This is the point when you realize that you have been ignoring your blog, because the pretty pictures in your cookbooks have been addictive.
It’s been one of those summers.
I don’t know if it’s just because I got a bunch of new cookbooks recently, or because we didn’t have access to our BBQ – probably a bit of both – but I just haven’t been coming up with my own recipes this summer!
I would like to share some of the highlights with you, because I know we’re all looking for great recipes and sometimes wonder whether cookbooks are still worth the cost (and space) when you can get so many free recipes online. They are still worth it, and I’m going to start with a tool I just found that helps you to maximize the use of your cookbooks.
This site is such a life saver! I know that some people come to the site thinking that it gives you access to all of the recipes in the cookbooks – and no, it doesn’t do that (if that kind of service existed it would cost MUCH MORE than this!). What it does is allow you to list the cookbooks you have on your “bookshelf”, and then search them all. If you have a pile of tomatoes and need to know some ways to use them, just search your bookshelf for “tomatoes”. You get a list of recipes from your books. How handy is that!? (Keep in mind that not all cookbooks on the site are fully indexed, meaning the list of recipes and main ingredients have not been collected, and therefore cannot be searched. I had this problem with some of my older and more obscure books.)
Let’s talk cookbooks
The New Persian Kitchen by Louisa Shafia
A modern twist on Persian cooking, combining traditional flavour combinations and ingredients with non-traditional ingredients and techniques. I borrowed this from the Library as an e-book, and tried to make as many recipes from it as I could while I had it. Overall, I made about 6 recipes and all were easy to follow, interesting, and a hit with J. One of my favourite takeaways was a technique for using saffron in recipes by grinding it with a mortar and pestle and then steeping it in some boiling water for a bit. I feel like I’m finally figuring out saffron… (Has anyone else found saffron to be a big question mark? It has taken me years to grasp it.)
Jerusalem by Yotam Ottolenghi and Sami Tamimi
I got this and Plenty around the same time, and have been making recipes out of both books this summer. Jerusalem is a collection of recipes and stories about the food and culture of its namesake city, combining recipes from both of the writers’ families with others that they have come across. They have a real talent for making recipes that are easy to follow, something I can appreciate as I do a bit of technical writing in my day job. One of the first dishes I made was “Burnt eggplant with garlic, lemon & pomegranate seeds”, and I found the story that accompanied it to be amusing and telling… I guess you can’t call it “Babaghanoush” without tahini, so they had to give it a more generic name. That said, there are instructions for making it into babaghanoush, and man, it is the BEST babaghanoush I have ever had.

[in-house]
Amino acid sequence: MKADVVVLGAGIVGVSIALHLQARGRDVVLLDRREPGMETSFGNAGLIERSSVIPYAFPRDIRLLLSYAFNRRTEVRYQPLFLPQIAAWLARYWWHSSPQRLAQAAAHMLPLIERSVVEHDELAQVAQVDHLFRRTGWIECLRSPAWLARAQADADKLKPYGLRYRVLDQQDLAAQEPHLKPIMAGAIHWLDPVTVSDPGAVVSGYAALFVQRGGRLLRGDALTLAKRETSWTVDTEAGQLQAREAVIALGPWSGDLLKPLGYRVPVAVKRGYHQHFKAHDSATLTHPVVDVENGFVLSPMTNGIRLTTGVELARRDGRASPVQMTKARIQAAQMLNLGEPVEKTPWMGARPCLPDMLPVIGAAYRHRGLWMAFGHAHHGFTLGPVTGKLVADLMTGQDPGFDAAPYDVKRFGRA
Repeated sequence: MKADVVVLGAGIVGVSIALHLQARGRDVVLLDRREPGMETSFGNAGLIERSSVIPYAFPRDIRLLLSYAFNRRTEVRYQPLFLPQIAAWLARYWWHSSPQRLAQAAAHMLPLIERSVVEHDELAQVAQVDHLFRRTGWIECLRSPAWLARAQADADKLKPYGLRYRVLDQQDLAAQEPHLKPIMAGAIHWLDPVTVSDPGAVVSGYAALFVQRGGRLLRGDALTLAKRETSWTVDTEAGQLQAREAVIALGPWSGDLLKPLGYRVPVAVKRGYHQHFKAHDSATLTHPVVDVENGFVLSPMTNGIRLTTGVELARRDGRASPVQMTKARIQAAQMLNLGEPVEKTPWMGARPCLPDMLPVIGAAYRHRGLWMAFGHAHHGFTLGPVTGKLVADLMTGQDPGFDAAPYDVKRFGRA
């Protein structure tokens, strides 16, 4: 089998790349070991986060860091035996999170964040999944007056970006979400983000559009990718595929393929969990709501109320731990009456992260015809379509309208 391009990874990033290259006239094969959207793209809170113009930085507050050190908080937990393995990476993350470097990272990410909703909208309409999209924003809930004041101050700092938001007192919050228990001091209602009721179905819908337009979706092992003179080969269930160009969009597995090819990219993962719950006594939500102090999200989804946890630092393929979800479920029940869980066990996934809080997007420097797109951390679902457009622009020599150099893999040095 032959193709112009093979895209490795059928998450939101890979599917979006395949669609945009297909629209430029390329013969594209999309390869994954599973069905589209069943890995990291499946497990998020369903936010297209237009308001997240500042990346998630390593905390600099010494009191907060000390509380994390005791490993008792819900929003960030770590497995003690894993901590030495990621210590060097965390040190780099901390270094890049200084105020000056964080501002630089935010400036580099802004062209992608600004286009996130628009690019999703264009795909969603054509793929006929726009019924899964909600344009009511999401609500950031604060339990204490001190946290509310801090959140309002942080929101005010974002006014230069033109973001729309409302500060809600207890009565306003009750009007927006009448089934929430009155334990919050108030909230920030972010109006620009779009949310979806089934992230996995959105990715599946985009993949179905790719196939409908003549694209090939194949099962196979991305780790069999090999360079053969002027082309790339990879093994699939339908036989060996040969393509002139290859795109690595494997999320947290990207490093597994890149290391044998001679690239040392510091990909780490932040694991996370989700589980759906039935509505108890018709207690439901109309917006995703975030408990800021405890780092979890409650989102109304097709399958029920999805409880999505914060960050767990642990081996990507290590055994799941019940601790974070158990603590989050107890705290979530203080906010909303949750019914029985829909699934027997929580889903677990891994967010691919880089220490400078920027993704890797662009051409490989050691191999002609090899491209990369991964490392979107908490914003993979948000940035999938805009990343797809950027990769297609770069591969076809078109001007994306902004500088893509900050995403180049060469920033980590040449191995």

Turkey by Leanne Kitchen
This book was calling to me, after I got back from my trip to Turkey. I bought a little Turkish cookbook while on my trip, but it’s mostly text. This book is a love story to Turkey and its food, with lots of beautiful photos. I have only made a few recipes from this book so far, but I’m instantly brought back to my trip, eating my way through Turkey.
Let’s shop cookbooks
Where does everyone like to get cookbooks? There are a few key places that I keep going back to. I know there are lots of bookstores out there, but these are my three favourites.
the Best Browse: Good Egg, Toronto
This little shop in Kensington Market is my favourite place to find a good cookbook. It’s full of fantastic books, as well as some kitchen tools and cookware, and some oddities. I love it here.
the Best Deals: BookOutlet.ca, St. Catharines/online
This store used to be bookcloseouts.ca, but they recently merged their online and physical identities and chose a brand new name. This is where I have gotten the best deals on cookbooks. Since it is a closeout site, they may not have the exact book you are looking for, but you can put some on your wish list and be contacted if they come in. I love buying the scratch & dent copies, as they are deeply discounted and only have a bit of damage to the cover. This is also my achilles heel, because I’m having a hard time NOT buying books from here.
the Low-Risk Option: The Library!!
Don’t have space for more books? Not sure you’re going to really get your use out of a book? What if the book is pretty, but the writing sucks? The library is your best friend. After buying a few too many new cookbooks this year, I focused my attention on my local public library. They have so many great cookbooks in physical and e-book formats, that it’s hard to say no! If you get an e-book, you don’t even need to go to the Library – it’s all done online! I made great use of this resource this summer, and plan to continue into the Fall and Winter.